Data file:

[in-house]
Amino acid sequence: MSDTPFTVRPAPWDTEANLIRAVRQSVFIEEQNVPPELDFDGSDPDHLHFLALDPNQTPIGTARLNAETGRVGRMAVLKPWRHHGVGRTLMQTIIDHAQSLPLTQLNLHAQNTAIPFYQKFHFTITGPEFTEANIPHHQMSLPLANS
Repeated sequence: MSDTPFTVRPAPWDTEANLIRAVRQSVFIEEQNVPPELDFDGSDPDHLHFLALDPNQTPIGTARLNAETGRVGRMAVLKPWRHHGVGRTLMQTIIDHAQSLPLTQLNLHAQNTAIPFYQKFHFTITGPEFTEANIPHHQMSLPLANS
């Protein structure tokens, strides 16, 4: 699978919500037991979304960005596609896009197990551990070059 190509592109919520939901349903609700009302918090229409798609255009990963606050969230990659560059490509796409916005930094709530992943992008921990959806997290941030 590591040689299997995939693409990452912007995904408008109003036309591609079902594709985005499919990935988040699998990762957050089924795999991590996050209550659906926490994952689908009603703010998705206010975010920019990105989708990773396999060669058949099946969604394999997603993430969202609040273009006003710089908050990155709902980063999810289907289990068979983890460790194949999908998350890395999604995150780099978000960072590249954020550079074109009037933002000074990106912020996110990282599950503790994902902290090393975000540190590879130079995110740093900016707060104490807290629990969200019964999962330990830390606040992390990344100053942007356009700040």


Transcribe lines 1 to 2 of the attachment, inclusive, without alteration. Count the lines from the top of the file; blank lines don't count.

[in-house]
Amino acid sequence: MSDTPFTVRPAPWDTEANLIRAVRQSVFIEEQNVPPELDFDGSDPDHLHFLALDPNQTPIGTARLNAETGRVGRMAVLKPWRHHGVGRTLMQTIIDHAQSLPLTQLNLHAQNTAIPFYQKFHFTITGPEFTEANIPHHQMSLPLANS